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Going Raw and Beyond
The last ten years has seen an enormous growth in the popularity of sushi. Casual sushi bars are favorite hotspots of the younger, trendy crowd while older business professionals often frequent the new breed of high-end Japanese restaurants which specialize in the bite-size delicacies. In short, sushi is the food of choice for people across every demographic. Even in the corporate world, many professionals are choosing to forego traditional steak and seafood business lunches in favor of a sushi-based menu.

The appeal of sushi isn’t hard to see, as the protein-rich cuisine promises a delicious, flavor-filled meal without the worry of excess fat calories. There’s also a sense of worldliness that comes with being a connoisseur of sushi. Eating and enjoying sushi conveys the message to the rest of the group that he/she is open to new ideas, isn’t afraid to step out of the pre-establish comfort zones and welcomes a sense of adventure. No other meal says, “I’m a conscientious citizen of the world” like a plate of beautifully made sushi.

Despite its popularity, there are still many who have yet to try a piece of tuna sashimi or a tuna hand roll. If neither of those terms rings a bell, then you might just be one of them. Since many employers are now requesting Japanese food for their corporate dining experiences and because San Francisco has no shortage of these excellent establishments, it’s important that meeting planners be knowledgeable about common sushi terminology as well as being familiar with the more popular selections. This guide defines some of the common terms that can be found on a sushi menu, including examples of each variety.

The California Roll: America’s Favorite Sushi
Even if you haven’t had a whole lot of experience of sushi, chances are you’ve heard of something called a “California roll.” Often referred to as America’s favorite sushi dish, the California roll is often the introduction to sushi for many beginners. For one, its origins aren’t Japanese. In fact, the California roll was designed in Los Angeles to appeal to clientele who had reservations eating the more authentic, raw fish-based menu offerings. There is no fish to speak of in a California roll. Instead, the inside is a blend of imitation crab meat, cucumber and avocado, a cool, meaty combination that appeals to the sensibilities of just about everyone.

The term sushi is often used to refer to everything in a Japanese restaurant that resembles a ball of rice with either fish or vegetables affixed to it and small enough to be handled with chopsticks. Sushi, however, only refers to the sticky vinegar rice that the other ingredients are served on. Usually menus will list their selections along with two columns that are often differently priced. One column will say sushi, the other sashimi. If a guest orders, say, one piece of salmon sushi, then they will get the a piece of raw salmon placed on top of a small fluff of rice and a piece of seaweed may be used to bind the two together. This is the image that usually comes to mind when someone thinks of ordering sushi.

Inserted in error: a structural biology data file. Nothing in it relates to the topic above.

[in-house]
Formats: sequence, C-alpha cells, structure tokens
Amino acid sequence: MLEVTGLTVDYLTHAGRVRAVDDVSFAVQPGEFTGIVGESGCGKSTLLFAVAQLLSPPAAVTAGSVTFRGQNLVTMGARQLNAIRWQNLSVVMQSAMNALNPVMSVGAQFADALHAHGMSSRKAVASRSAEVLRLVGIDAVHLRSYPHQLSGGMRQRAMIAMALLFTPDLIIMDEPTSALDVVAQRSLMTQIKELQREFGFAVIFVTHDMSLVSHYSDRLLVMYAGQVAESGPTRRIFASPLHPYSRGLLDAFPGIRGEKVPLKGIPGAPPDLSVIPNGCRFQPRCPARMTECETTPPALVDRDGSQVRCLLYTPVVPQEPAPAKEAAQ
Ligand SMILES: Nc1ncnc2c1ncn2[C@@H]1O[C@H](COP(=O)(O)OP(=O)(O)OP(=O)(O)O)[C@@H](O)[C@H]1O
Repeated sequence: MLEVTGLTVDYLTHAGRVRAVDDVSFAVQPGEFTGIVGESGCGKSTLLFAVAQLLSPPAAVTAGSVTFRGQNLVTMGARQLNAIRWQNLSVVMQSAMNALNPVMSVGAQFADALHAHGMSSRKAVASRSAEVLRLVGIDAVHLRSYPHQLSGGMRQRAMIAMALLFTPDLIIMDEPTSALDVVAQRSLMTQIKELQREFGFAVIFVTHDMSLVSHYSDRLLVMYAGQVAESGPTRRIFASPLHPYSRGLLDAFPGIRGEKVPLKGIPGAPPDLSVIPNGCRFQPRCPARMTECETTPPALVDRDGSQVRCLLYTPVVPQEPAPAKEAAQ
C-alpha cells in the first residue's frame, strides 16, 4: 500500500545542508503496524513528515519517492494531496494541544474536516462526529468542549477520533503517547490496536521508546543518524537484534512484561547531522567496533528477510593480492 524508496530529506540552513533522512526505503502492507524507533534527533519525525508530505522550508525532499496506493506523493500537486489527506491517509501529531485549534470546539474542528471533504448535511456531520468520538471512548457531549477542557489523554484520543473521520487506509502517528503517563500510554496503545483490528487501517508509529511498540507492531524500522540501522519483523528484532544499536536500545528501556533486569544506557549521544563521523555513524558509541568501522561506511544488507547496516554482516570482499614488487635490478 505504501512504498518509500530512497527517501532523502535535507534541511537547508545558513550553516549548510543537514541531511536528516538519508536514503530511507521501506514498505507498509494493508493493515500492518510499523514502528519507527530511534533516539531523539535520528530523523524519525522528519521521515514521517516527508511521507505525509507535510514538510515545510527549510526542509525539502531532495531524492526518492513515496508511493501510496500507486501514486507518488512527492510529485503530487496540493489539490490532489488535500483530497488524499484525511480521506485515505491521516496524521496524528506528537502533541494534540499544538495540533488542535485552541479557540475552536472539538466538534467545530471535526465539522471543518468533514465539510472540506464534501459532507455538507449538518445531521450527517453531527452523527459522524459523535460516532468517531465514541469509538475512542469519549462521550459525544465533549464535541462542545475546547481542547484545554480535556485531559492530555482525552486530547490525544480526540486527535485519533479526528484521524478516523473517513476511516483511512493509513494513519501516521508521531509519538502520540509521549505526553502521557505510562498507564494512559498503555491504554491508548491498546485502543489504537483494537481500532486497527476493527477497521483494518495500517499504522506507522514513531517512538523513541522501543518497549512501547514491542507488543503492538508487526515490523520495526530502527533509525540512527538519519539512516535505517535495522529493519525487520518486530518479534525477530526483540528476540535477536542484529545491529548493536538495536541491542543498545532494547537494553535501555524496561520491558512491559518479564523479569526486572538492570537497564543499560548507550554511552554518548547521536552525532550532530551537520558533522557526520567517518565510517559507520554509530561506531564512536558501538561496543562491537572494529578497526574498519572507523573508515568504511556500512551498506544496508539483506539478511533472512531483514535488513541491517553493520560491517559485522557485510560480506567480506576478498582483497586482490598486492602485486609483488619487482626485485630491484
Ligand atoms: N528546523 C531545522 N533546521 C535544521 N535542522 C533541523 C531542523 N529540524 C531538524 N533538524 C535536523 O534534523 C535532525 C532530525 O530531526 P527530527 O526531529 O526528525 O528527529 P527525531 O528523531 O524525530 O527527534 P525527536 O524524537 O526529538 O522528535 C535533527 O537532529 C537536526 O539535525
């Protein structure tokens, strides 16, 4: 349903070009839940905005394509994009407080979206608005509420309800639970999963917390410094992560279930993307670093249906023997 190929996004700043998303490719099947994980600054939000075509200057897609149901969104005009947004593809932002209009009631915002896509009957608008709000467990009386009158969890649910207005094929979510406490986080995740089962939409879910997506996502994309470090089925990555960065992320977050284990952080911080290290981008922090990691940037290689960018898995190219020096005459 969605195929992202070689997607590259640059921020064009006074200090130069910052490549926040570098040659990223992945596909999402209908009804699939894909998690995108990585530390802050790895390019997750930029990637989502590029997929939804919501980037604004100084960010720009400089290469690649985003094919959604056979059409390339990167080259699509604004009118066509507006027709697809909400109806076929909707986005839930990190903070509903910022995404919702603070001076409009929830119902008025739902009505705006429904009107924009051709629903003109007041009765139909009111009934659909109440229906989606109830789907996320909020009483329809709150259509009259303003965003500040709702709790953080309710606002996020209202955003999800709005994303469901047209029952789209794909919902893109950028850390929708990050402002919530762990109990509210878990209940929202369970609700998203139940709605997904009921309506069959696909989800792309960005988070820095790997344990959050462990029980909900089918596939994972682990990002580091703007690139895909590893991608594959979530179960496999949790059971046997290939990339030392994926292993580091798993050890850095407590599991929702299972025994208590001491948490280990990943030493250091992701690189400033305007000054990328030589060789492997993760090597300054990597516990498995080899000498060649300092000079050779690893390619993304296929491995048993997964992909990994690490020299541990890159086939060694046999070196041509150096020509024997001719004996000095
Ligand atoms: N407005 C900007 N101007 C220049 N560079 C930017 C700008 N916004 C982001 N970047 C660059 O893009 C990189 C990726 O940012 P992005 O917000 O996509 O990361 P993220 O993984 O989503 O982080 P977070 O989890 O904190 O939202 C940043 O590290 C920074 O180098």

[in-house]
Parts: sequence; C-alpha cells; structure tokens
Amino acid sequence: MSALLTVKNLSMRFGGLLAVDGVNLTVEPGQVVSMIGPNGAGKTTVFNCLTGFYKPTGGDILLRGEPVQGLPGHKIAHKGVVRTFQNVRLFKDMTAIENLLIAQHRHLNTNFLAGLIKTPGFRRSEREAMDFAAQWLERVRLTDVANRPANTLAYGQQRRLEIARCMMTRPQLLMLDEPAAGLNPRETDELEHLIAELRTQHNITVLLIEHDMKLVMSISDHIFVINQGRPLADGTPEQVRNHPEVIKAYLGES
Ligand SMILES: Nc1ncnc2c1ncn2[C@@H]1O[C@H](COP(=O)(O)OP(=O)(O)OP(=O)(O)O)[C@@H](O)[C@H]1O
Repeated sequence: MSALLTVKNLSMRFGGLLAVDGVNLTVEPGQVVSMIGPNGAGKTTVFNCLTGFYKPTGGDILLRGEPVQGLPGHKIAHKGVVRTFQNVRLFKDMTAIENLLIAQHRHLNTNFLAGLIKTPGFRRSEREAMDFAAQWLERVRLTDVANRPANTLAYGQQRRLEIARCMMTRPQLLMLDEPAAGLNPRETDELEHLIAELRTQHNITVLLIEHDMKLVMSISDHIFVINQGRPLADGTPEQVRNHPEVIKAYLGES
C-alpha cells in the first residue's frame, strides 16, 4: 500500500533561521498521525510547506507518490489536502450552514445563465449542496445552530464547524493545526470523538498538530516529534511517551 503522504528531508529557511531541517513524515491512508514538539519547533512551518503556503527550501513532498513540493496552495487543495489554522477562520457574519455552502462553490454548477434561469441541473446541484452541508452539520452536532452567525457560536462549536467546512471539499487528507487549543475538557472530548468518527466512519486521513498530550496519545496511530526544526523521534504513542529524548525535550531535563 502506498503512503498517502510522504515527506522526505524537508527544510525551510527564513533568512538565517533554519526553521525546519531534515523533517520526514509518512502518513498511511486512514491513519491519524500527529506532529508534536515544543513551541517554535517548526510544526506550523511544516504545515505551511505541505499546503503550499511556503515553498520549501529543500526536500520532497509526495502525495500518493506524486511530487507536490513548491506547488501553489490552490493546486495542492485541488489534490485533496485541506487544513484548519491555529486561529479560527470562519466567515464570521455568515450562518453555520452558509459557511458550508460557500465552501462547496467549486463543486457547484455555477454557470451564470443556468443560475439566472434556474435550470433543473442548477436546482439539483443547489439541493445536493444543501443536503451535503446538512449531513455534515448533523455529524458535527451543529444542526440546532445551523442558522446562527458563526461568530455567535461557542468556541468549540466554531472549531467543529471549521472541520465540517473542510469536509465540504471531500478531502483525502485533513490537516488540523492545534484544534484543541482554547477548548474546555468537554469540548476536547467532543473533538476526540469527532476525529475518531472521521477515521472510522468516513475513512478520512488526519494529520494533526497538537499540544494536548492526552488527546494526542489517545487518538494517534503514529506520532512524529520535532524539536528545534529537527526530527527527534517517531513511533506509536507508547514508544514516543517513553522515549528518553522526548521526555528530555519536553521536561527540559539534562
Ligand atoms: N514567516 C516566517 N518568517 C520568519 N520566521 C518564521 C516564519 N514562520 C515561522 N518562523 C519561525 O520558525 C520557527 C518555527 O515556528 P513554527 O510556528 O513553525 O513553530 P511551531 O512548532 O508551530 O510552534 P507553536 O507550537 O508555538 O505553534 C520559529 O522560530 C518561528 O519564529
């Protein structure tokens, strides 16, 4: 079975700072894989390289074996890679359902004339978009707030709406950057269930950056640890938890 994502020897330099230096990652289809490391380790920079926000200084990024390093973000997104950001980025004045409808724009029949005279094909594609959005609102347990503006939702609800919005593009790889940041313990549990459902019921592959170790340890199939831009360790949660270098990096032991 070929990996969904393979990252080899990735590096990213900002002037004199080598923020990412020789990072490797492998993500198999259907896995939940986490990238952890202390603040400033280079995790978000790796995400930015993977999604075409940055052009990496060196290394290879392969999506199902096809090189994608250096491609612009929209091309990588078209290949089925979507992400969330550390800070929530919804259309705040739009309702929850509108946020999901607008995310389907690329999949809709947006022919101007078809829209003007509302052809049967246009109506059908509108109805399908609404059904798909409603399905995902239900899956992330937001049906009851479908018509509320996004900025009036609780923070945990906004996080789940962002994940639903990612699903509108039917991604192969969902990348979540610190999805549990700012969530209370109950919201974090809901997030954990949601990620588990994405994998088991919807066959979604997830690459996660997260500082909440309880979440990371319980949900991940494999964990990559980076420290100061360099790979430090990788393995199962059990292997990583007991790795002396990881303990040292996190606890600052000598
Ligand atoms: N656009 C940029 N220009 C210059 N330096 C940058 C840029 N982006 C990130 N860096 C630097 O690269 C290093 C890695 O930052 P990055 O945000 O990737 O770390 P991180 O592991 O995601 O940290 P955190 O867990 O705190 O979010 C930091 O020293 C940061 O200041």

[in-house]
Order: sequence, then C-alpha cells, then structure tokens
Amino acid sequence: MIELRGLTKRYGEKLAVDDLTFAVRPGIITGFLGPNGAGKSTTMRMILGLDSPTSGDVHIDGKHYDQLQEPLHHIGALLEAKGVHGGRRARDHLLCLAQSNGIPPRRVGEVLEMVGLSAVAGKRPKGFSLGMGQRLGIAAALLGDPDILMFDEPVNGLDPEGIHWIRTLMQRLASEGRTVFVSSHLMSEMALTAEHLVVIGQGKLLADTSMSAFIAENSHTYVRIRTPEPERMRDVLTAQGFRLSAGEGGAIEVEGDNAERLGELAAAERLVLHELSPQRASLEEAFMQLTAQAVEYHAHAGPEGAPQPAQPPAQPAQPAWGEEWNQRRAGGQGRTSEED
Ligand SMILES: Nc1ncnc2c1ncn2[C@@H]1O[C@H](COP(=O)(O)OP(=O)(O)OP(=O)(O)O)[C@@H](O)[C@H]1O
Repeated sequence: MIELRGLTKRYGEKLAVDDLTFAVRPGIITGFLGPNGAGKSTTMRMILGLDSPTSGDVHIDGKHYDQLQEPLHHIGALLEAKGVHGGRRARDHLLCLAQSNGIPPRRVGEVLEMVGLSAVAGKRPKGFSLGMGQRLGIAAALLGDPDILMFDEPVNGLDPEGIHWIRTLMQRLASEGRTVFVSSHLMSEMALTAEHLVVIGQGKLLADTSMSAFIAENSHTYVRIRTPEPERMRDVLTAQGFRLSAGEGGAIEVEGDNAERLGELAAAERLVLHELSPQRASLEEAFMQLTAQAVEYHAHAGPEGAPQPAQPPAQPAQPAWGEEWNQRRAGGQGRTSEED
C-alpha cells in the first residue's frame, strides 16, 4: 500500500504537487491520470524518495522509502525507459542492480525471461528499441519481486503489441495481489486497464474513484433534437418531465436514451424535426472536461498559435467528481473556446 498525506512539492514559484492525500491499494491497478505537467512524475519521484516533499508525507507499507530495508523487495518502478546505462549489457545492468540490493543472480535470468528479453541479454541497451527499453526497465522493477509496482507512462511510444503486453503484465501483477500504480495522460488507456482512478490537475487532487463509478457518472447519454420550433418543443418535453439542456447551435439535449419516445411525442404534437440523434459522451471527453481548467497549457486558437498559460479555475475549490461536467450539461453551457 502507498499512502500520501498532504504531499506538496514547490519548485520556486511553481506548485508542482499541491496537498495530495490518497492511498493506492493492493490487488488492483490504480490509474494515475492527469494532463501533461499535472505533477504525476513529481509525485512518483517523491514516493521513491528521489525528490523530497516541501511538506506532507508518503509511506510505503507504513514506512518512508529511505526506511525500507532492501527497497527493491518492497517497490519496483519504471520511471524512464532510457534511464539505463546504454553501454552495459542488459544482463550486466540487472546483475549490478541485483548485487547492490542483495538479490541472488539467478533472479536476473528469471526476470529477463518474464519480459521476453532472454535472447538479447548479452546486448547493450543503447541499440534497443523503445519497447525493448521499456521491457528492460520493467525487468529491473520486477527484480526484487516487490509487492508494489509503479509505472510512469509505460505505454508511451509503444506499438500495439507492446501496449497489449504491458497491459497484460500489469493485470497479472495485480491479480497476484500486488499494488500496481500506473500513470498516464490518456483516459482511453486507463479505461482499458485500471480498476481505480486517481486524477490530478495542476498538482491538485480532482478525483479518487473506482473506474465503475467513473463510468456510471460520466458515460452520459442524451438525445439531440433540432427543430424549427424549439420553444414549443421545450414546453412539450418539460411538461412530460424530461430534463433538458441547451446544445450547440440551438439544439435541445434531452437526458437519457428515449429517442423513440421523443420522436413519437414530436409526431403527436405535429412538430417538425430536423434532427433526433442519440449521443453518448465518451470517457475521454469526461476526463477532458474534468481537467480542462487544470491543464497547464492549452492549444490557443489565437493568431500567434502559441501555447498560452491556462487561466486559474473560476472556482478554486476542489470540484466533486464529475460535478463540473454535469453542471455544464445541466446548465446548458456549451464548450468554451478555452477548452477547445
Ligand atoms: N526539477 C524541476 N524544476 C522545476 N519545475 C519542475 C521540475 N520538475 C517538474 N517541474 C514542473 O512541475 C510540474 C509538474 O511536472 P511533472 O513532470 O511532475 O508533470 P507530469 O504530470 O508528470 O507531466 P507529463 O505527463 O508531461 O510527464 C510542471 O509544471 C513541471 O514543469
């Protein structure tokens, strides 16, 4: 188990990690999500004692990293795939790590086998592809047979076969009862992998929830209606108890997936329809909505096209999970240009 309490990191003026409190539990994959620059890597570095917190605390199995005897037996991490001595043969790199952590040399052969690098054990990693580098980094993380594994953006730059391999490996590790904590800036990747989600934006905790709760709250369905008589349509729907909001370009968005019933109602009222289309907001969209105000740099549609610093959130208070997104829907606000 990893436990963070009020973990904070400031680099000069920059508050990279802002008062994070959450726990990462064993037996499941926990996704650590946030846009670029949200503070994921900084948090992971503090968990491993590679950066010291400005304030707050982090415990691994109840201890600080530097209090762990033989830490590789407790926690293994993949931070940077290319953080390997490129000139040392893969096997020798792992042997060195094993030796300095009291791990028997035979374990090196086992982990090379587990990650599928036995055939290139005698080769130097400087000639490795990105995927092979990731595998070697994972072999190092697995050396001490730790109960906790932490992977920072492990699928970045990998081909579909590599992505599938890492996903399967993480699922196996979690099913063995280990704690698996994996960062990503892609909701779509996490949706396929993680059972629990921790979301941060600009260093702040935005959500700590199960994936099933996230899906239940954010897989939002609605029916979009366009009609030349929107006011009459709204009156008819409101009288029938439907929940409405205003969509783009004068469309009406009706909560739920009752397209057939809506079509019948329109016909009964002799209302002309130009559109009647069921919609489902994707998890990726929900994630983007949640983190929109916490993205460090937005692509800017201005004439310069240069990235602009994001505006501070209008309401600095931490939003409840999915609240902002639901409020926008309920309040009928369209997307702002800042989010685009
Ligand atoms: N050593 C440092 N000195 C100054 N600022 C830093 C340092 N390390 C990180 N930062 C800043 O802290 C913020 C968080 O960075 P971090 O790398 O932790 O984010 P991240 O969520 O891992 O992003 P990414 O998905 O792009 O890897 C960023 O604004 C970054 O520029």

Sashimi, on the other hand, does not include the rice. Orders of sashimi are usually more expensive because the cuts of fish are bigger than those used for sushi and are generally thought to be of higher quality. Also of note, many high-end sushi restaurants will use the term nigiri instead of sushi, as nigiri more specifically refers to the ball of rice pressed between the palms of the hand and topped with the main ingredient.

Maki Sushi
The term maki refers to what are commonly known as rolls. Maki is prepared using a bamboo mat that is lined with a sheet of either seaweed or soy paper. A bed of rice is then placed over the seaweed or soy paper and then the ingredients are placed on top of the rice. The ingredients might include raw fish, cooked fish, vegetables, fruit, sauces or any combination of the aforementioned. The bamboo mat is then rolled into a circle creating the round shaped maki. It is then served in six to eight pieces which constitute a single order. Popular varieties of maki include hosomoki, made with only one ingredient, and futomaki, which includes mixtures of several ingredients with complementary tastes.

Temaki refers to hand rolls, the only type of sushi that’s not eaten with chopsticks. Temaki, or hand rolls, are cone shaped orders that are large in size and must be picked up with the hands. The cone is usually made from the same lining as maki and is about 4 inches in length. Diners usually order temaki for its emphasis on the taste of the nori, or seaweed cone. Whereas other sushi varieties focus on the fish and other incredients, the seaweed provides the principle flavor for temaki. These hand rolls are at their best when filled with pieces of raw fish, especially salmon and tuna.

Faux Sushi
Many who have never tried sushi instantly fall in love with it once they finally taste it, raw fish and all. However, some people never fully acquire a preference for sushi or simply do not enjoy the taste of the more traditional options. Fortunately, California rolls aren’t the only Westernized selection on the menu, making it possible for more conservative eaters to enjoy a meal alongside their risk-taking colleagues.

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